It’s fair to say that you would not be reading these words had my heart attack not been misdiagnosed with a cheerful “You are in the right demographic for acid reflux!” Had I been correctly diagnosed, admitted and appropriately treated during that first trip to the Emergency Department, I would likely never have started this blog in 2009. Nor would I be still writing years later about female heart patients being misdiagnosed in mid-heart attack.
We know that women continue to be under-diagnosed – and then under-treated even when appropriately diagnosed – compared to men presenting with cardiac symptoms. In fact, as reported in the New England Journal of Medicine, female heart patients in their 50s and younger are seven times more likely to be misdiagnosed than our male counterparts.(1)
Here’s my latest round of true tales from women whose cardiovascular disease is still being missed:
♥ “Had my first heart attack at age 39, sitting at my desk at work. Six years later, I was told by ER doctors that my new symptoms were now due to Spontaneous Coronary Artery Dissection, then told, no, it’s a Coronary Artery Spasm. Went home with chest pains while at rest, then told that because they were happening at rest, it couldn’t possibly be angina. Then told it was esophageal spasm, then told it must be anxiety as my pain happened any time any place. I went back to my cardiologist apologetically saying ‘I’m sorry to bother you again, but the symptoms of chest pains at rest, pain down left shoulder and into my jaw are exactly like just before my first heart attack six years ago.’ I was told it’s nothing to do with your heart, go and see a counselor as it’s just anxiety. I left his clinic not anxious, but very angry and feeling very stupid. His parting words were, ‘You are not going to have a heart attack!’ Guess what happened then?” (STEMI heart attack, age 45).
♥ “A cardiologist actually told me: ‘I can guarantee 100% this is not your heart. If you get the same pain again, do NOT go back to the ER – you’ll be wasting everyone’s time.’ Before this, I had been told my symptoms were likely: esophageal, indigestion, heartburn, anxiety, attention-seeking, mental illness, hyperventilation, bronchitis, blood clot on lung, an unknown virus, anything but my heart…” (Prinzmetal’s variant angina)
♥ “After complaining of a racing heart – starts up for no apparent reason – I was sent home from the ER with Valium! Made me sleepy, but no effect on the heart symptoms. After several visits to my family physician, I finally got a referral to a cardiologist. Three days in the hospital, multiple tests – finally correctly diagnosed.” (Mitral valve prolapse).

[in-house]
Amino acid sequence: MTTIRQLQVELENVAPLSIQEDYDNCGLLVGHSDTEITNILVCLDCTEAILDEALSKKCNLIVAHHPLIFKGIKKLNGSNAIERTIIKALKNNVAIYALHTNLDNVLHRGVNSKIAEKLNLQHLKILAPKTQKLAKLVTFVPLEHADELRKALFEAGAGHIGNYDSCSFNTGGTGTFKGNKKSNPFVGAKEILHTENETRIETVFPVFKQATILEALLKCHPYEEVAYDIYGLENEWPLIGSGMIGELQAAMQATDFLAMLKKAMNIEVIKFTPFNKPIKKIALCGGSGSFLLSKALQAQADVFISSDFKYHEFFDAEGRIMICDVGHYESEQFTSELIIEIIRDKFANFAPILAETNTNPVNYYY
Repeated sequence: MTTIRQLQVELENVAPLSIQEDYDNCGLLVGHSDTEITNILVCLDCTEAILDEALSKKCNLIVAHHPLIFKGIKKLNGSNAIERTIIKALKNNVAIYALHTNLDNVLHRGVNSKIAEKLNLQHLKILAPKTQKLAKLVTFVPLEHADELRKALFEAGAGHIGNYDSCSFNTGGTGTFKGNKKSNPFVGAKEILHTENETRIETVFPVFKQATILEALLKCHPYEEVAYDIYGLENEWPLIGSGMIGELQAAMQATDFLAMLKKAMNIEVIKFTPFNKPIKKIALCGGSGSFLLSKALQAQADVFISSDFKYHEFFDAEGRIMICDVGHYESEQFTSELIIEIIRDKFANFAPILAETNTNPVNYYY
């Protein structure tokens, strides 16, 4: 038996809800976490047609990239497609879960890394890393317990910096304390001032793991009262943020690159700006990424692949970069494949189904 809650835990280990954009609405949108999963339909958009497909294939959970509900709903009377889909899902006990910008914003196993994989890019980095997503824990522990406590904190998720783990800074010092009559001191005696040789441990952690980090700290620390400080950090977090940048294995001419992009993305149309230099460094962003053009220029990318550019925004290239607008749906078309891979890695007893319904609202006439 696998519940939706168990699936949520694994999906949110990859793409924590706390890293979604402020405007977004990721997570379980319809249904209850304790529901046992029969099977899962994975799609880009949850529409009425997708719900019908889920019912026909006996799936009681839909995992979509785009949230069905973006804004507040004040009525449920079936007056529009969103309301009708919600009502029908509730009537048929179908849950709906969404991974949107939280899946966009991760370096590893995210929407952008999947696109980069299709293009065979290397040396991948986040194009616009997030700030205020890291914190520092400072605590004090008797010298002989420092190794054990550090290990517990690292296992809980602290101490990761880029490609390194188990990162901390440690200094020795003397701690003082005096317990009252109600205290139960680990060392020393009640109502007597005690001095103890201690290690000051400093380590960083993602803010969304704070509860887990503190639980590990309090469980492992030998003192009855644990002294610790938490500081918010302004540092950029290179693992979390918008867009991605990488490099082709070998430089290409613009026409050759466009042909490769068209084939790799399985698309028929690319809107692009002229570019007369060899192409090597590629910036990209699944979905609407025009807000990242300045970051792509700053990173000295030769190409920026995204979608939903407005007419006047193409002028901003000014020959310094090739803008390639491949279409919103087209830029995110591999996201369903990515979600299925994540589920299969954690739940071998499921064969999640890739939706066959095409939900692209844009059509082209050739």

♥ “I had gone to the doctor about six months before my heart attack with severe indigestion. It was like nothing I had ever experienced before. I felt like there was a rock in my stomach and nothing would move. After thousands of dollars in tests, my doctor declared that she could not find anything wrong, and that I should go home and eat more fiber. Six months later, I had a heart attack, then five days later collapsed on the street. (Myocardial infarction, Cardiac arrest).
“Are you sure you’re eating enough?”
“Get some more sleep.”
“You’re too young!”
Thank you to all of my heart sisters who shared these real life experiences.
NEWS UPDATE: January 25, 2016 After 92 years, the American Heart Association released its first ever scientific statement on women’s heart attacks, confirming “compared to men, women tend to be under-treated“, and including this finding: “While the most common heart attack symptom is chest pain or discomfort for both sexes, women are more likely to have atypical symptoms such as shortness of breath, nausea or vomiting, and back or jaw pain.”
Q: Have you ever been told “It’s not your heart” – before being finally correctly diagnosed?
- Hysterical female? Just anxious? Or heart attack?
- Misdiagnosis: is it what doctors think, or HOW they think?
- Misdiagnosis: the perils of “unwarranted certainty”
- Seven ways to misdiagnose a heart attack
- Stupid things that doctors say to heart patients
- Cardiac gender bias: we need less TALK and more WALK
- Unconscious bias: why women don’t get the same care men do
- When you fear being labelled a “difficult” patient
- The sad reality of women’s heart disease hits home
- How can we get heart patients past the E.R. gatekeepers?
- How does it really feel to have a heart attack? Women survivors answer that question